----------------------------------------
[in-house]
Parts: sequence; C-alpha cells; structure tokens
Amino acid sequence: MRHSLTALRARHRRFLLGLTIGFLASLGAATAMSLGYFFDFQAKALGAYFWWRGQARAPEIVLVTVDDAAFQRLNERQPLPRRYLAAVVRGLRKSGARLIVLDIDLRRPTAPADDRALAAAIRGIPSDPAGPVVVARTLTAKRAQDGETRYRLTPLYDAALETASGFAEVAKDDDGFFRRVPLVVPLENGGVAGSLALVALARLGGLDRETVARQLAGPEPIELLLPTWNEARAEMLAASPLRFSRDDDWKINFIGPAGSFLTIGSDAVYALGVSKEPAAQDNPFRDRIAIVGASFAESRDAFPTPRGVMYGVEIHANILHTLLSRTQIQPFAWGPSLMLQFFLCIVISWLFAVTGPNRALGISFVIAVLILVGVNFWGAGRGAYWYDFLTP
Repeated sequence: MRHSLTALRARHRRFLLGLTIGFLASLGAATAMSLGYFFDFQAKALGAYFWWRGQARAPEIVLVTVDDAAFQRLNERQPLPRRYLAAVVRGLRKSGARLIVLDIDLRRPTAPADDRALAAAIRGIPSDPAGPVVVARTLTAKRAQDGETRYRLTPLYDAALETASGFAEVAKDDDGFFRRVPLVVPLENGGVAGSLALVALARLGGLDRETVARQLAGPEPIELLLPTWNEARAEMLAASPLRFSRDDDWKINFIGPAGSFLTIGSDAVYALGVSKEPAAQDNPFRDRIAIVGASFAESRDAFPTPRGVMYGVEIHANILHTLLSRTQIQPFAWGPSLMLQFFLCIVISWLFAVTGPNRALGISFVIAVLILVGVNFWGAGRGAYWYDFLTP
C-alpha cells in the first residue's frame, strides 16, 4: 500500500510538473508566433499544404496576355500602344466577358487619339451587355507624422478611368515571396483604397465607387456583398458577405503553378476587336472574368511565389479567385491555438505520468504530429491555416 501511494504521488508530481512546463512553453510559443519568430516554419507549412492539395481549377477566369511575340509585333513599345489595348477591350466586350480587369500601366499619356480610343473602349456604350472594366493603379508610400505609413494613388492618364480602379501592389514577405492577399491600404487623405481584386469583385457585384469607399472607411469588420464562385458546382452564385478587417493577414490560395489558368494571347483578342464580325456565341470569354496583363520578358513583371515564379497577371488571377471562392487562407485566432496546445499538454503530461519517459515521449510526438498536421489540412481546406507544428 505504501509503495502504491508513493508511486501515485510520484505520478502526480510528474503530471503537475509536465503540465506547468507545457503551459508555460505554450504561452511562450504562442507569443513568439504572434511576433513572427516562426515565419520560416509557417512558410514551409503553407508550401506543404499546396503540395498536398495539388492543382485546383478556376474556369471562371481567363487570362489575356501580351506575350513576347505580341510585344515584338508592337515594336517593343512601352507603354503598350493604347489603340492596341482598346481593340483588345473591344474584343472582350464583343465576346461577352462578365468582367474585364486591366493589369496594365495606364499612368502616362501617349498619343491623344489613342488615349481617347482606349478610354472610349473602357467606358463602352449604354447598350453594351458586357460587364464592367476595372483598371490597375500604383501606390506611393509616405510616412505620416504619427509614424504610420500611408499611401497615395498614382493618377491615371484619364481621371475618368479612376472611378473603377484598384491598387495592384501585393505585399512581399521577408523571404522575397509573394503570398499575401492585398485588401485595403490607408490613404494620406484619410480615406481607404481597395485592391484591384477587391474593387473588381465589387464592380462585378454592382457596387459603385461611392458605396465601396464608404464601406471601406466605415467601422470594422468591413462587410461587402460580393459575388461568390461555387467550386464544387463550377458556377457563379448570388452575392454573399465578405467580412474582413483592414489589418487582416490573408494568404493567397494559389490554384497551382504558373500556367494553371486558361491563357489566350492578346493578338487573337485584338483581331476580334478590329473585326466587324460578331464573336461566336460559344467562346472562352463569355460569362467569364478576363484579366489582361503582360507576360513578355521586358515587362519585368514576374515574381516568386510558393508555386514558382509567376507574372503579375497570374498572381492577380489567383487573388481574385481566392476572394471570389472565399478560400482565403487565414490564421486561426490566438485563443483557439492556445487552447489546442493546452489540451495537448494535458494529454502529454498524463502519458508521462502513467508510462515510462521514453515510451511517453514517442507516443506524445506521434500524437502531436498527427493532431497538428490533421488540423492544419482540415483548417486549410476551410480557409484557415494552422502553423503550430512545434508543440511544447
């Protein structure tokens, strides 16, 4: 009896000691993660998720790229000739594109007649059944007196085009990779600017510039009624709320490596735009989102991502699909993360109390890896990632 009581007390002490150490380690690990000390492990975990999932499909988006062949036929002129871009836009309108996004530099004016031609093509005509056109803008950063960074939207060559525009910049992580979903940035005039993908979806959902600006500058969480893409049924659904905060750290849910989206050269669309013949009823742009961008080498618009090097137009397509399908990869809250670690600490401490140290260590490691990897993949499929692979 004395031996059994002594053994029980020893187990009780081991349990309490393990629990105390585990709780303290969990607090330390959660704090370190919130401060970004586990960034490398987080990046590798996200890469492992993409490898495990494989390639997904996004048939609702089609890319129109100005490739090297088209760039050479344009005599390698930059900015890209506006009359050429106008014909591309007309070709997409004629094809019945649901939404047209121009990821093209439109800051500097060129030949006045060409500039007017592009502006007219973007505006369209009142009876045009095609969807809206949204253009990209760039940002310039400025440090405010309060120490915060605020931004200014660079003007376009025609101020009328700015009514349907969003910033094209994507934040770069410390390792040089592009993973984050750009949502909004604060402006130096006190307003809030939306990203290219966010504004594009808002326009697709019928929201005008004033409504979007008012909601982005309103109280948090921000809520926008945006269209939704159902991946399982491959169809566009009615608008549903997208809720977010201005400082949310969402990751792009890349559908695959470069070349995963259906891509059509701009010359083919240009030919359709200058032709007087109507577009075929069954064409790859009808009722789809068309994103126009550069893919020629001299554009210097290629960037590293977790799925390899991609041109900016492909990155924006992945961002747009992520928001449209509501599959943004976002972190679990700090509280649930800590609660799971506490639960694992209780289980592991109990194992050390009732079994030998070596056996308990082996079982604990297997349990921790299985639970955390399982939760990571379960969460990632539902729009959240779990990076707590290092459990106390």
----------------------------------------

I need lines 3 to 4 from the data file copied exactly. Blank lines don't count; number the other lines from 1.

Amino acid sequence: MRHSLTALRARHRRFLLGLTIGFLASLGAATAMSLGYFFDFQAKALGAYFWWRGQARAPEIVLVTVDDAAFQRLNERQPLPRRYLAAVVRGLRKSGARLIVLDIDLRRPTAPADDRALAAAIRGIPSDPAGPVVVARTLTAKRAQDGETRYRLTPLYDAALETASGFAEVAKDDDGFFRRVPLVVPLENGGVAGSLALVALARLGGLDRETVARQLAGPEPIELLLPTWNEARAEMLAASPLRFSRDDDWKINFIGPAGSFLTIGSDAVYALGVSKEPAAQDNPFRDRIAIVGASFAESRDAFPTPRGVMYGVEIHANILHTLLSRTQIQPFAWGPSLMLQFFLCIVISWLFAVTGPNRALGISFVIAVLILVGVNFWGAGRGAYWYDFLTP
Repeated sequence: MRHSLTALRARHRRFLLGLTIGFLASLGAATAMSLGYFFDFQAKALGAYFWWRGQARAPEIVLVTVDDAAFQRLNERQPLPRRYLAAVVRGLRKSGARLIVLDIDLRRPTAPADDRALAAAIRGIPSDPAGPVVVARTLTAKRAQDGETRYRLTPLYDAALETASGFAEVAKDDDGFFRRVPLVVPLENGGVAGSLALVALARLGGLDRETVARQLAGPEPIELLLPTWNEARAEMLAASPLRFSRDDDWKINFIGPAGSFLTIGSDAVYALGVSKEPAAQDNPFRDRIAIVGASFAESRDAFPTPRGVMYGVEIHANILHTLLSRTQIQPFAWGPSLMLQFFLCIVISWLFAVTGPNRALGISFVIAVLILVGVNFWGAGRGAYWYDFLTP